Overcoming Perioperative Challenges in a Patient with Congenital Vascular Ring Undergoing Cardiac Surgery
Children with double aortic arch are often associated with other congenital heart problems which require intervention. We report a case of congenital vascular ring due to double aortic arch in an infant with ventricular septal defect, heart failure, pulmonary hypertension and tracheomalacia undergoing pulmonary artery banding and double aortic arch repair. The perioperative challenges of a concomitant stenosed trachea and cardiopulmonary disease, in particularly smooth induction and safe weaning is discussed and reviewed.
Keyword : Airway management; Anaesthesia; Double aortic arch; Vascular ring
Double aortic arch is an abnormal formation of aorta, in which two aortic arches was formed instead of one. These aortic arches may form a vascular ring which can compress the trachea and oesophagus. This condition is associated with heart defects such as ventricular septal defect (VSD).1 As the vascular ring leads to narrowing and stenosis of the airway, cardiac surgery on such patient poses a challenge to the anaesthetists. Induction of anaesthesia put the patient at risk of complete airway obstruction and trauma caused by severe narrowing of the trachea. Intraoperatively, there are risk of massive haemorrhage and complications from cardiopulmonary bypass. In addition, weaning from mechanical ventilation may be difficult due to tracheomalacia or tracheal stenosis.2,3 Failure of extubation, severe respiratory distress after surgery and prolonged ventilation requiring tracheostomy have been reported.4,5 We report our experience of anaesthetic management during cardiac surgery for an infant with a double aortic arch and underlying heart failure. Postoperative weaning was facilitated by a modified nasopharyngeal continuous positive airway pressure (CPAP) device.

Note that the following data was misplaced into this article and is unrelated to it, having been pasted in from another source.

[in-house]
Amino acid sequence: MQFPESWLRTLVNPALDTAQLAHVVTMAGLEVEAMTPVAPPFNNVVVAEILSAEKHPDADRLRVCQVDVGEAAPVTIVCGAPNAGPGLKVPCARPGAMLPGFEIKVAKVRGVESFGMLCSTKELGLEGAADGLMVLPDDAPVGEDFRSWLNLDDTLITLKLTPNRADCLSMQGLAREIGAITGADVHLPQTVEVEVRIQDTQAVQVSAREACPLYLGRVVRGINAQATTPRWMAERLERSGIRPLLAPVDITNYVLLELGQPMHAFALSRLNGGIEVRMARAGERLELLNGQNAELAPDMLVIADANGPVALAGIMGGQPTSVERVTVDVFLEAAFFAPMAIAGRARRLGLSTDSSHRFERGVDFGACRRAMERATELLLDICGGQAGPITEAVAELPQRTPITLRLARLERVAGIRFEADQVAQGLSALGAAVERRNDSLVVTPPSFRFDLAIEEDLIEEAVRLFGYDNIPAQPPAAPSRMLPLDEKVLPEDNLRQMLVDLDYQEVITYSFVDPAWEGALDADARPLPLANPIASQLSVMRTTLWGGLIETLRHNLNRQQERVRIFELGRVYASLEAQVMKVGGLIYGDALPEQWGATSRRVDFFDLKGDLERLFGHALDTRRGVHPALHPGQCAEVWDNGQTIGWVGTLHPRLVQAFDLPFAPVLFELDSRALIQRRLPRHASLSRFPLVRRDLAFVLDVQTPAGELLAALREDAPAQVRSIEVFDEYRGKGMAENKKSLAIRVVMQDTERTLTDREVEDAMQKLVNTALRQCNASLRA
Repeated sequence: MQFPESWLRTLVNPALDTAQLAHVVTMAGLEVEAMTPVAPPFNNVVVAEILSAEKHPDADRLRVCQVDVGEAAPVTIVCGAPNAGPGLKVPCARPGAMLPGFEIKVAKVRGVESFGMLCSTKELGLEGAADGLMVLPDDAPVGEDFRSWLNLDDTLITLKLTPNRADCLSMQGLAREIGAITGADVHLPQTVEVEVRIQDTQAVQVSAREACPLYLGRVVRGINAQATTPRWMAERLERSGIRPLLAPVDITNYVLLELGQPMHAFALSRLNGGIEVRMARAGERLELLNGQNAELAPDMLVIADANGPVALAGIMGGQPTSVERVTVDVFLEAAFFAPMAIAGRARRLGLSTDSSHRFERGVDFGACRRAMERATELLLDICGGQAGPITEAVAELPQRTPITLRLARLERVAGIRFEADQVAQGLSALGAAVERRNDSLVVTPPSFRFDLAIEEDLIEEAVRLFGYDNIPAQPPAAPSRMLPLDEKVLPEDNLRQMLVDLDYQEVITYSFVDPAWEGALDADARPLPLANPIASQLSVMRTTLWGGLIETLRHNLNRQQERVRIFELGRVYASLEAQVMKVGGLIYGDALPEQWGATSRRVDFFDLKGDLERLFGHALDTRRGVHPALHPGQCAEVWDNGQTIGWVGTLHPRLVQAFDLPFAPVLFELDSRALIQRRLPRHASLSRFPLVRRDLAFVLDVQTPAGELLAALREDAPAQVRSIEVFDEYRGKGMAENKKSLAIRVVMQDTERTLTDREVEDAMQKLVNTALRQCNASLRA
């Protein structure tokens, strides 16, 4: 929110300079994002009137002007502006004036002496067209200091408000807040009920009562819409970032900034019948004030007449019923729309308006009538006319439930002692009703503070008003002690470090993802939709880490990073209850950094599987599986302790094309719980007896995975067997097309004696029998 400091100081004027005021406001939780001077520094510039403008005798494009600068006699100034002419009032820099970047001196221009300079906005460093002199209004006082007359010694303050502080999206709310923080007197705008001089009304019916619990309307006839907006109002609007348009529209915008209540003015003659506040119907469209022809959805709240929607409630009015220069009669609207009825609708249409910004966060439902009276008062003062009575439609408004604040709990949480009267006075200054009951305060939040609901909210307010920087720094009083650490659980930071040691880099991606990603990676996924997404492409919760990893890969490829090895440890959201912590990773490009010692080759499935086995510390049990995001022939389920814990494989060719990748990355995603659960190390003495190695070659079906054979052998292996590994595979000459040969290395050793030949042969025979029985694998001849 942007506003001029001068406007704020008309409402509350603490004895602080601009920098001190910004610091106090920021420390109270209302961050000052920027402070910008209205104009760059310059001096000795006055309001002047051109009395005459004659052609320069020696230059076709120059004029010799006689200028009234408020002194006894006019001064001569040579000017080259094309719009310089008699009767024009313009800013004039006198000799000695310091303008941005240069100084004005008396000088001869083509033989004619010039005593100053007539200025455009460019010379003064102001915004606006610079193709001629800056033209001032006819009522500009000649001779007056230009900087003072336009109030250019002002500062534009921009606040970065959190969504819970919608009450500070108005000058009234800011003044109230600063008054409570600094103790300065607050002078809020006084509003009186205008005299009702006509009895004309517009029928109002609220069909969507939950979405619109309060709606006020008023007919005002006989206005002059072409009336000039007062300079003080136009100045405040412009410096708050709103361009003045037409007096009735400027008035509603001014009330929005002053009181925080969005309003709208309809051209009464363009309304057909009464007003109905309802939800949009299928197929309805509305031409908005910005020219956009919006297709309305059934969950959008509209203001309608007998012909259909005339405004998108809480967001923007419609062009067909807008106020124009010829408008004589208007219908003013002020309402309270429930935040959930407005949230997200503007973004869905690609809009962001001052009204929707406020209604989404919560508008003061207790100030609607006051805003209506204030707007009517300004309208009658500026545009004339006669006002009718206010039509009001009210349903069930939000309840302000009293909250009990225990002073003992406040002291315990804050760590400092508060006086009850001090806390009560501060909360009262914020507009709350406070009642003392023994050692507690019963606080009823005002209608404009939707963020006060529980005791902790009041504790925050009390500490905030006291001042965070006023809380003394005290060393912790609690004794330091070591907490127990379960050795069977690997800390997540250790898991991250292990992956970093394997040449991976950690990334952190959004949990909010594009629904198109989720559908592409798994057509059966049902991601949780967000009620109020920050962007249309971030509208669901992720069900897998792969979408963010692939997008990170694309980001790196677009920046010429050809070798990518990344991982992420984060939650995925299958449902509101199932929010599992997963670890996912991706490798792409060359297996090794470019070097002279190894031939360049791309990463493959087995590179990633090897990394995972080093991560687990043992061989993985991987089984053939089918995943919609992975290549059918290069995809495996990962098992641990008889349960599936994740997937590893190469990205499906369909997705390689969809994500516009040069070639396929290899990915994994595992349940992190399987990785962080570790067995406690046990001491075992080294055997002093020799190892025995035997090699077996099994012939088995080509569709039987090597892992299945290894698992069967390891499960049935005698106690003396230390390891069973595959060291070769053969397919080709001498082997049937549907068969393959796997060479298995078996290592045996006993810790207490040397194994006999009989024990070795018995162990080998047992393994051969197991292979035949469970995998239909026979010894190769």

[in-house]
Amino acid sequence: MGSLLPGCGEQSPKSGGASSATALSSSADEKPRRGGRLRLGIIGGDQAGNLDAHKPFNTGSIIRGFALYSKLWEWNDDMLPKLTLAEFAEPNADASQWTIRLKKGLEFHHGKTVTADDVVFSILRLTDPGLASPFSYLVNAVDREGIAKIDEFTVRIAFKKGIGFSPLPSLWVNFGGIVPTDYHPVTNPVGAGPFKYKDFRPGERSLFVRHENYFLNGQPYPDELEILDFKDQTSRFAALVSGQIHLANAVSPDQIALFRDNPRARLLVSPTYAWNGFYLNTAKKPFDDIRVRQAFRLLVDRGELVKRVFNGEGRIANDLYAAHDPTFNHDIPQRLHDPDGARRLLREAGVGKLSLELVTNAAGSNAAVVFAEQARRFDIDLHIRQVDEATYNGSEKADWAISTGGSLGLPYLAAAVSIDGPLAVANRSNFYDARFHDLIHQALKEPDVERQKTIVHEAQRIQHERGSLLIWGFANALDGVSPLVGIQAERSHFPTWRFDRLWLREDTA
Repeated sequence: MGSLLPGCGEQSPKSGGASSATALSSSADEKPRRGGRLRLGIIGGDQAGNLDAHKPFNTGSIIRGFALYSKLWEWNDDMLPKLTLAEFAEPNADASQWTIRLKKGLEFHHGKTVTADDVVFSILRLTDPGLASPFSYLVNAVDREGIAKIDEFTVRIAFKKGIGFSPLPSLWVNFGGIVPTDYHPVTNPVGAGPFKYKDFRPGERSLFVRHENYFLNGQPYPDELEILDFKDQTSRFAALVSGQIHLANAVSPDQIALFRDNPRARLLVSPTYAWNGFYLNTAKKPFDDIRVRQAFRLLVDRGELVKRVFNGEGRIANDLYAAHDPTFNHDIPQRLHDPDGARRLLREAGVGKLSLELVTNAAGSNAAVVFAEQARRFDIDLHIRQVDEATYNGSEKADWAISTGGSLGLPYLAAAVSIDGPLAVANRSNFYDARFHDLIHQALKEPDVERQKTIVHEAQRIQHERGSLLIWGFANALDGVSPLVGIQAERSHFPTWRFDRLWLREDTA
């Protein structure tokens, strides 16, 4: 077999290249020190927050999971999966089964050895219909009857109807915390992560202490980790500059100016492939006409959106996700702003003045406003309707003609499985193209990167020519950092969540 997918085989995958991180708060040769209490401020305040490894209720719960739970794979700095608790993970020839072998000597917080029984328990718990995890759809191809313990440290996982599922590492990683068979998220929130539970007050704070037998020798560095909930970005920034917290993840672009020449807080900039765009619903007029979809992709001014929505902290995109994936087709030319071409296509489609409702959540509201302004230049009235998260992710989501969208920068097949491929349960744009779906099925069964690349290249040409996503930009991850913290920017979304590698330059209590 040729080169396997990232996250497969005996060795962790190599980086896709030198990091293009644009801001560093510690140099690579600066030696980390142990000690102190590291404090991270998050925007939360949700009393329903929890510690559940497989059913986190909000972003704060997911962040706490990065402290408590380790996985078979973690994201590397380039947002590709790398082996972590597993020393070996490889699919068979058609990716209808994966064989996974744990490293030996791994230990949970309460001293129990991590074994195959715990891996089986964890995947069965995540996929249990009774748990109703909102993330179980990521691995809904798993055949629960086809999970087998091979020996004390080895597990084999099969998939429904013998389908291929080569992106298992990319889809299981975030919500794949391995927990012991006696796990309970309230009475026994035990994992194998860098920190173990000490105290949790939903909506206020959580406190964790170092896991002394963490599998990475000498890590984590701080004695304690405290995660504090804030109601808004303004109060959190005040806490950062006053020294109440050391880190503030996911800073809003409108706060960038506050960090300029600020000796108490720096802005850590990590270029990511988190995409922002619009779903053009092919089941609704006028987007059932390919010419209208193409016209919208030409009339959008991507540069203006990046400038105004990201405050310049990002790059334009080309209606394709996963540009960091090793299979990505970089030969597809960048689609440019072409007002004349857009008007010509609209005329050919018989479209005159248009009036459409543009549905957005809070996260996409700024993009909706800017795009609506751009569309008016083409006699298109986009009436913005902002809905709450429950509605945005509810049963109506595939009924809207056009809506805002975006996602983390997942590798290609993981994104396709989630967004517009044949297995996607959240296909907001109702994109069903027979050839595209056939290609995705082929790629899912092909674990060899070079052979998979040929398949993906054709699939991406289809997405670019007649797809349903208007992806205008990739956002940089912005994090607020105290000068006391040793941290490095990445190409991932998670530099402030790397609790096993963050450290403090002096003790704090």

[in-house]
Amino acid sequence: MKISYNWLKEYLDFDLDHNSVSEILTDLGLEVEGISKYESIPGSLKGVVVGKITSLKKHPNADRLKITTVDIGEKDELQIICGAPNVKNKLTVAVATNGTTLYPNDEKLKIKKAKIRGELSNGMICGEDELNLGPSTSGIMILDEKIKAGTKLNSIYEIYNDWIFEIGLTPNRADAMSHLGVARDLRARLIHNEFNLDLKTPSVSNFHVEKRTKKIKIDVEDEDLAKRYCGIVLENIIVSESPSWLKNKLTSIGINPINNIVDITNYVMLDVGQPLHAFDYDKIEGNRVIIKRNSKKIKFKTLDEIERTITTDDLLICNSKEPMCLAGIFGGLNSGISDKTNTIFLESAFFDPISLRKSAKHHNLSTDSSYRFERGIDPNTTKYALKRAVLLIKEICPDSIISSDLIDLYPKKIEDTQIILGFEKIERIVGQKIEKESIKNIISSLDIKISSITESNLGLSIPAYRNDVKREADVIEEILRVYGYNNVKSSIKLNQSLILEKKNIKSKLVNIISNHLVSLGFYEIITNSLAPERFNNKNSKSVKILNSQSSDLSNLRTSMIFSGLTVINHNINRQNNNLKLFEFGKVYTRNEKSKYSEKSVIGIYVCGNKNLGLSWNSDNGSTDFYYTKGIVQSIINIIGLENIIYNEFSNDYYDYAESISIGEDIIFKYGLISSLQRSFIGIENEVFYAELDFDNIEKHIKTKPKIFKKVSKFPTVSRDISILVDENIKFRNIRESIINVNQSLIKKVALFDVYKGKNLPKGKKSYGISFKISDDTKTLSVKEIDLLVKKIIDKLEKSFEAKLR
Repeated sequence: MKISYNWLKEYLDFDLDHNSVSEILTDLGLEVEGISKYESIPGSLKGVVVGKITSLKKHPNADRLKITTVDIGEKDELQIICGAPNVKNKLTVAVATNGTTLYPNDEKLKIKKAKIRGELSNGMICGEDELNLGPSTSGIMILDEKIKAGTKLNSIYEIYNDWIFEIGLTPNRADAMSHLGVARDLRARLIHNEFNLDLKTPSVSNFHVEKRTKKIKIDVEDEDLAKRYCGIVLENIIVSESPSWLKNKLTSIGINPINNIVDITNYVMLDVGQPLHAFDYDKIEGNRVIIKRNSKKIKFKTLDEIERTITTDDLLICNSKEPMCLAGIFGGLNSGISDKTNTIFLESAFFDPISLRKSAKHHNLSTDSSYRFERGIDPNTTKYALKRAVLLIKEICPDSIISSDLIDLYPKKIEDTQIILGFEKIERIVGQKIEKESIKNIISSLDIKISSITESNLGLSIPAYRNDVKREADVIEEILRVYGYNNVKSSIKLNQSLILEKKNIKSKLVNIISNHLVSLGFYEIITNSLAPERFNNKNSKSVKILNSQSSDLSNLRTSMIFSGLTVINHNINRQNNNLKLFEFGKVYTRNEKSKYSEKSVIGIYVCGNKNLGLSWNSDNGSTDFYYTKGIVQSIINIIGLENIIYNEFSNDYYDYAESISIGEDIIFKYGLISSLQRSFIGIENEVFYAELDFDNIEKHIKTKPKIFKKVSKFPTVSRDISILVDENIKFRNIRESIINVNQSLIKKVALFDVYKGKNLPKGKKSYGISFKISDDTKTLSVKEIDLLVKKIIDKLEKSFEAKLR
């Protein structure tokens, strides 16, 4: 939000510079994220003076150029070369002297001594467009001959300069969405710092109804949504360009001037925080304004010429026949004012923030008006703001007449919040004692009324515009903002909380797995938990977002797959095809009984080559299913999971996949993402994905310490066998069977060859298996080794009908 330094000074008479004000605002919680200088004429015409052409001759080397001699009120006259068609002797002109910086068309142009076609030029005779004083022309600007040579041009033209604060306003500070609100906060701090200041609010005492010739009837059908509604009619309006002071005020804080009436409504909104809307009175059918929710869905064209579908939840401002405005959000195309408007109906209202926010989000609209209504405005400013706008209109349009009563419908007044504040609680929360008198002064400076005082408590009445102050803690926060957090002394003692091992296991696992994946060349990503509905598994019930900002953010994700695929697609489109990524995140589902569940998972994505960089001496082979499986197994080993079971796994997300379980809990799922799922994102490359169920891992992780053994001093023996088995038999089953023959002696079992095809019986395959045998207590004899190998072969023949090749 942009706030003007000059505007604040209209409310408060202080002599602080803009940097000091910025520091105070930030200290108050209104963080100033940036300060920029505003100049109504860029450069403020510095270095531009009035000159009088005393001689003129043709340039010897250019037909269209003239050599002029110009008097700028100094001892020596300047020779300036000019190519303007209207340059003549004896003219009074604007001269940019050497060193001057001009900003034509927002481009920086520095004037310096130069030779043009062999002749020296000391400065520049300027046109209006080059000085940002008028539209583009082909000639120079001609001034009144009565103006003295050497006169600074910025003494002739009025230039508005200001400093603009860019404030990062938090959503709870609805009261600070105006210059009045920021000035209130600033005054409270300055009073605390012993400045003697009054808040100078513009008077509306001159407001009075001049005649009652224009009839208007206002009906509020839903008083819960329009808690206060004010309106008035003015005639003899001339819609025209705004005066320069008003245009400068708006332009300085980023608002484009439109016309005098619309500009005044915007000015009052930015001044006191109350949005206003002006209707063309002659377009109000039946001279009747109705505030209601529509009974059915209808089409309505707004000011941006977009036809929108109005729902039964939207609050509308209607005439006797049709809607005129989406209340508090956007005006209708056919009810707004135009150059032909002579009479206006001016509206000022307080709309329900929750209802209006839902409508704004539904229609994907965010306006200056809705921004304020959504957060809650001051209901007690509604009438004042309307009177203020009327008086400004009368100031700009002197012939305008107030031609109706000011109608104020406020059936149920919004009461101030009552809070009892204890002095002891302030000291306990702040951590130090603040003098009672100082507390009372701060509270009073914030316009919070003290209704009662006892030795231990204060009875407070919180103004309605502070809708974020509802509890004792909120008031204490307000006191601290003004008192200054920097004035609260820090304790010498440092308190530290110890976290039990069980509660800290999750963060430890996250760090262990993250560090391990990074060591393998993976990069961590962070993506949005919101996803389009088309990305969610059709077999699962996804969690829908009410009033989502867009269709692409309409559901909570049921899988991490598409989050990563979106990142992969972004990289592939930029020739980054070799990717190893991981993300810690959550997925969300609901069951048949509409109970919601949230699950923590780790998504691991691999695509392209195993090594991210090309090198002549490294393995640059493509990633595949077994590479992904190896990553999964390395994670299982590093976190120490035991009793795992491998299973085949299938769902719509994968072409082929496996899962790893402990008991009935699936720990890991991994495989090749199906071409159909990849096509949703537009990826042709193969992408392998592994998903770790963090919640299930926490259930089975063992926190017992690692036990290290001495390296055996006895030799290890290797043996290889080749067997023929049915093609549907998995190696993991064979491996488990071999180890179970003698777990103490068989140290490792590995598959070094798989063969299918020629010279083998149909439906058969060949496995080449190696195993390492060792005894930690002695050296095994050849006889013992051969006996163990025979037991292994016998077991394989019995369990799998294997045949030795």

A six-month old girl presented to us in heart failure. She was found to have large perimembranous ventricular septal defect (PMVSD) three months ago. She had been admitted since then, and suffered from uncontrolled heart failure as well as pulmonary hypertension despite receiving multiple anti-failure medications. She was noticed to have persistent stridor. However, airway study was unable to be conducted because the patient was unfit due to the recurrent episodes of heart failure.